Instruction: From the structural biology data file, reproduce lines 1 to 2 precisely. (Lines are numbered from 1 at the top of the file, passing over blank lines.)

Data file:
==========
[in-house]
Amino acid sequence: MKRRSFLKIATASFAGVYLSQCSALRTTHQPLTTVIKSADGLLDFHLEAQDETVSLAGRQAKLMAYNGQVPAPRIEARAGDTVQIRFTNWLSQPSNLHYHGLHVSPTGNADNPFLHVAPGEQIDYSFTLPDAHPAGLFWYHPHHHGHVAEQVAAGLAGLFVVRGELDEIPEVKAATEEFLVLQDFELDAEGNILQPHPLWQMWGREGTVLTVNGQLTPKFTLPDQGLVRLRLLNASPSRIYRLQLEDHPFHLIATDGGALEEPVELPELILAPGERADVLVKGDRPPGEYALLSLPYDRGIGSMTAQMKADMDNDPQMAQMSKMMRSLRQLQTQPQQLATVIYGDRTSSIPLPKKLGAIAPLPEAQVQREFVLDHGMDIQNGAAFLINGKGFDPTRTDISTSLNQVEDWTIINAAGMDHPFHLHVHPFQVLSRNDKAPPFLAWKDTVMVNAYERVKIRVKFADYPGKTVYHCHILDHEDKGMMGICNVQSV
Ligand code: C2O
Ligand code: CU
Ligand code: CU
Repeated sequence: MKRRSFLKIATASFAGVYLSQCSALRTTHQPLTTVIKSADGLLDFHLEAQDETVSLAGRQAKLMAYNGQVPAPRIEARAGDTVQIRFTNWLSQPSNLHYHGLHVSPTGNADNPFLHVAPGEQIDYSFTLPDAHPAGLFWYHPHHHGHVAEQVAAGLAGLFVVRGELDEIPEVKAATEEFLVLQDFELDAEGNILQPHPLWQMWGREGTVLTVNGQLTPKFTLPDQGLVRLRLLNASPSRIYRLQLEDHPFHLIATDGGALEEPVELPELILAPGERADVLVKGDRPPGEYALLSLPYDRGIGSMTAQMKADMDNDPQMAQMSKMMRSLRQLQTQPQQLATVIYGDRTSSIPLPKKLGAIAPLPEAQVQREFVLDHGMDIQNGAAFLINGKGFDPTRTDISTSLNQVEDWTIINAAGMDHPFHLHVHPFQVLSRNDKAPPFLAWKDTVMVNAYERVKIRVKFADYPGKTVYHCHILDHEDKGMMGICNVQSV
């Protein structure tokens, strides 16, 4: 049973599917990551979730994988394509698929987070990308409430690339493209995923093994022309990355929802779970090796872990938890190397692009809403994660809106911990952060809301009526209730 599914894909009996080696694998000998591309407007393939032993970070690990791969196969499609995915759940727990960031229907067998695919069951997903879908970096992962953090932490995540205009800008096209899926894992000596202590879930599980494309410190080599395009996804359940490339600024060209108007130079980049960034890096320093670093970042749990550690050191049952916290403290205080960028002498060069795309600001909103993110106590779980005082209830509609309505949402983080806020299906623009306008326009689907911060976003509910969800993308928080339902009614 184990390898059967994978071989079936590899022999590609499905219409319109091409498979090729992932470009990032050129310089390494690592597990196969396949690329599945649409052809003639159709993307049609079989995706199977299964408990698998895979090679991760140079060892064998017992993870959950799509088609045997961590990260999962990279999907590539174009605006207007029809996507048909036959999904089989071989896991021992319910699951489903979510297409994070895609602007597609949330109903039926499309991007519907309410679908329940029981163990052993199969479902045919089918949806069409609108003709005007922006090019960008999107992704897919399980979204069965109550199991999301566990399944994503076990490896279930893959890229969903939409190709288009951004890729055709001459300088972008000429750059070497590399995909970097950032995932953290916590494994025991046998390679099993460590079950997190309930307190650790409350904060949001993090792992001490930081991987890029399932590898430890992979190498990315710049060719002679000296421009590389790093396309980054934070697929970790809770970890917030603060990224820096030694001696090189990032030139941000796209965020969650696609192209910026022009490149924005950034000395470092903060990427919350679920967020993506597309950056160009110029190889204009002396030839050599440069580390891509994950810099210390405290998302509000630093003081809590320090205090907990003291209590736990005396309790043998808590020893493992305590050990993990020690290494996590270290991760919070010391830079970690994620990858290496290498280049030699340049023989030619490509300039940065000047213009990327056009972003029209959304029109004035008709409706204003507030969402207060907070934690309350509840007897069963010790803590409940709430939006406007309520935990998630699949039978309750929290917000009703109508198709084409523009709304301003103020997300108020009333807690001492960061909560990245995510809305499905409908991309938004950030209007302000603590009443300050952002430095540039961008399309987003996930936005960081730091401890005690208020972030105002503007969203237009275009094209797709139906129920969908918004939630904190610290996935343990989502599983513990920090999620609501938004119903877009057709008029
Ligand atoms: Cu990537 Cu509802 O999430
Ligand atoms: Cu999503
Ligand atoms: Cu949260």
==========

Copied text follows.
[in-house]
Amino acid sequence: MKRRSFLKIATASFAGVYLSQCSALRTTHQPLTTVIKSADGLLDFHLEAQDETVSLAGRQAKLMAYNGQVPAPRIEARAGDTVQIRFTNWLSQPSNLHYHGLHVSPTGNADNPFLHVAPGEQIDYSFTLPDAHPAGLFWYHPHHHGHVAEQVAAGLAGLFVVRGELDEIPEVKAATEEFLVLQDFELDAEGNILQPHPLWQMWGREGTVLTVNGQLTPKFTLPDQGLVRLRLLNASPSRIYRLQLEDHPFHLIATDGGALEEPVELPELILAPGERADVLVKGDRPPGEYALLSLPYDRGIGSMTAQMKADMDNDPQMAQMSKMMRSLRQLQTQPQQLATVIYGDRTSSIPLPKKLGAIAPLPEAQVQREFVLDHGMDIQNGAAFLINGKGFDPTRTDISTSLNQVEDWTIINAAGMDHPFHLHVHPFQVLSRNDKAPPFLAWKDTVMVNAYERVKIRVKFADYPGKTVYHCHILDHEDKGMMGICNVQSV